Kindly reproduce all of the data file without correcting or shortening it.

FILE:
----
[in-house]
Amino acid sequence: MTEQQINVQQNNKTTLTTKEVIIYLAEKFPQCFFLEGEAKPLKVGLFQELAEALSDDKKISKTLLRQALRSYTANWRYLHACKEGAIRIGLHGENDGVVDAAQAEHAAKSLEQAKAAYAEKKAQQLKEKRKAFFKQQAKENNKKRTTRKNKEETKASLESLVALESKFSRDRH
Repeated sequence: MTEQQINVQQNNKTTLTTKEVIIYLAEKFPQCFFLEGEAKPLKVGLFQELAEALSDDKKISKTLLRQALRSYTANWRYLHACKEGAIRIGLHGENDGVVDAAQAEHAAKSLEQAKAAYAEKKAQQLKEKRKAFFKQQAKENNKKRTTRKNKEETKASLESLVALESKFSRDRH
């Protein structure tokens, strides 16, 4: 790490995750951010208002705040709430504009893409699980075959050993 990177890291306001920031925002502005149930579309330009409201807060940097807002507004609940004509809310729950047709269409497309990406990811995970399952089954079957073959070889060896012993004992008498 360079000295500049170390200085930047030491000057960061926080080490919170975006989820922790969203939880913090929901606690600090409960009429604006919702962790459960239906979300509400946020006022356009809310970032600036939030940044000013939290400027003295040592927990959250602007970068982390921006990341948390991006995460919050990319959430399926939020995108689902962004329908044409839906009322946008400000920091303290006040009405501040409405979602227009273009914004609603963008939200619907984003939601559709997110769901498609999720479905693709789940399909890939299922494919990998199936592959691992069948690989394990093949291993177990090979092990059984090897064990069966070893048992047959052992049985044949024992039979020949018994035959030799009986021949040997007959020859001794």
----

[in-house]
Amino acid sequence: MTEQQINVQQNNKTTLTTKEVIIYLAEKFPQCFFLEGEAKPLKVGLFQELAEALSDDKKISKTLLRQALRSYTANWRYLHACKEGAIRIGLHGENDGVVDAAQAEHAAKSLEQAKAAYAEKKAQQLKEKRKAFFKQQAKENNKKRTTRKNKEETKASLESLVALESKFSRDRH
Repeated sequence: MTEQQINVQQNNKTTLTTKEVIIYLAEKFPQCFFLEGEAKPLKVGLFQELAEALSDDKKISKTLLRQALRSYTANWRYLHACKEGAIRIGLHGENDGVVDAAQAEHAAKSLEQAKAAYAEKKAQQLKEKRKAFFKQQAKENNKKRTTRKNKEETKASLESLVALESKFSRDRH
């Protein structure tokens, strides 16, 4: 790490995750951010208002705040709430504009893409699980075959050993 990177890291306001920031925002502005149930579309330009409201807060940097807002507004609940004509809310729950047709269409497309990406990811995970399952089954079957073959070889060896012993004992008498 360079000295500049170390200085930047030491000057960061926080080490919170975006989820922790969203939880913090929901606690600090409960009429604006919702962790459960239906979300509400946020006022356009809310970032600036939030940044000013939290400027003295040592927990959250602007970068982390921006990341948390991006995460919050990319959430399926939020995108689902962004329908044409839906009322946008400000920091303290006040009405501040409405979602227009273009914004609603963008939200619907984003939601559709997110769901498609999720479905693709789940399909890939299922494919990998199936592959691992069948690989394990093949291993177990090979092990059984090897064990069966070893048992047959052992049985044949024992039979020949018994035959030799009986021949040997007959020859001794």